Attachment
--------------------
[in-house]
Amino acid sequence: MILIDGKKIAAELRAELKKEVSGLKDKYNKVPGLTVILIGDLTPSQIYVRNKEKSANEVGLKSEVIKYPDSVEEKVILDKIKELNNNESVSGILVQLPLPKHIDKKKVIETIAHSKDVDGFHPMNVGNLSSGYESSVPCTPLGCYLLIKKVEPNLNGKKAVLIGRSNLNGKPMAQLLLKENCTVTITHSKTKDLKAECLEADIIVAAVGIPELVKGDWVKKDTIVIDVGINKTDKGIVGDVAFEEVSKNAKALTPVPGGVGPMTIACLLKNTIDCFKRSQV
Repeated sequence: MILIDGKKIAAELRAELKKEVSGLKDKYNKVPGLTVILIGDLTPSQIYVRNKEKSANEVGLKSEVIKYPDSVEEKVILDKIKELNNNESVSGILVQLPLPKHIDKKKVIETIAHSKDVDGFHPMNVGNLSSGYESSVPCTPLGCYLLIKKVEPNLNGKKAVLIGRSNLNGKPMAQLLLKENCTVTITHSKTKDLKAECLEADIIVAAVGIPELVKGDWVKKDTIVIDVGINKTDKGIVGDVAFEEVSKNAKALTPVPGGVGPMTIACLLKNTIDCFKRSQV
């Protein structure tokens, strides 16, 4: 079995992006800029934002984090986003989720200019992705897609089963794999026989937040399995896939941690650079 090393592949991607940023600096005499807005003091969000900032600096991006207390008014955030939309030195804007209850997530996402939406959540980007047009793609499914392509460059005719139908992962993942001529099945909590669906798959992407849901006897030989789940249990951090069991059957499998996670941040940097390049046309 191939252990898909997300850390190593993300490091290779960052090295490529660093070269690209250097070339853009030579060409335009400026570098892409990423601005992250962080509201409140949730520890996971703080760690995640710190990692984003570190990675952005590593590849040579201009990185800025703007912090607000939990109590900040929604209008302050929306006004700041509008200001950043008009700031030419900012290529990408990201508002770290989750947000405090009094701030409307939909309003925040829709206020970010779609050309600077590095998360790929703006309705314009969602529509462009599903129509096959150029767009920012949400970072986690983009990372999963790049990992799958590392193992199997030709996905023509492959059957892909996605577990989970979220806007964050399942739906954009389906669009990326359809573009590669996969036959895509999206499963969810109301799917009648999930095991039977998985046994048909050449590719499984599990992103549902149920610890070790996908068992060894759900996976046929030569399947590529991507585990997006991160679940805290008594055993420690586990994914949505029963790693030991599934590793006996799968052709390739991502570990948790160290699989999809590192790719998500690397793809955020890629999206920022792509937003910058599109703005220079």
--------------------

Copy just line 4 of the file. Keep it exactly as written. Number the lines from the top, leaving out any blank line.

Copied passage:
């Protein structure tokens, strides 16, 4: 079995992006800029934002984090986003989720200019992705897609089963794999026989937040399995896939941690650079 090393592949991607940023600096005499807005003091969000900032600096991006207390008014955030939309030195804007209850997530996402939406959540980007047009793609499914392509460059005719139908992962993942001529099945909590669906798959992407849901006897030989789940249990951090069991059957499998996670941040940097390049046309 191939252990898909997300850390190593993300490091290779960052090295490529660093070269690209250097070339853009030579060409335009400026570098892409990423601005992250962080509201409140949730520890996971703080760690995640710190990692984003570190990675952005590593590849040579201009990185800025703007912090607000939990109590900040929604209008302050929306006004700041509008200001950043008009700031030419900012290529990408990201508002770290989750947000405090009094701030409307939909309003925040829709206020970010779609050309600077590095998360790929703006309705314009969602529509462009599903129509096959150029767009920012949400970072986690983009990372999963790049990992799958590392193992199997030709996905023509492959059957892909996605577990989970979220806007964050399942739906954009389906669009990326359809573009590669996969036959895509999206499963969810109301799917009648999930095991039977998985046994048909050449590719499984599990992103549902149920610890070790996908068992060894759900996976046929030569399947590529991507585990997006991160679940805290008594055993420690586990994914949505029963790693030991599934590793006996799968052709390739991502570990948790160290699989999809590192790719998500690397793809955020890629999206920022792509937003910058599109703005220079």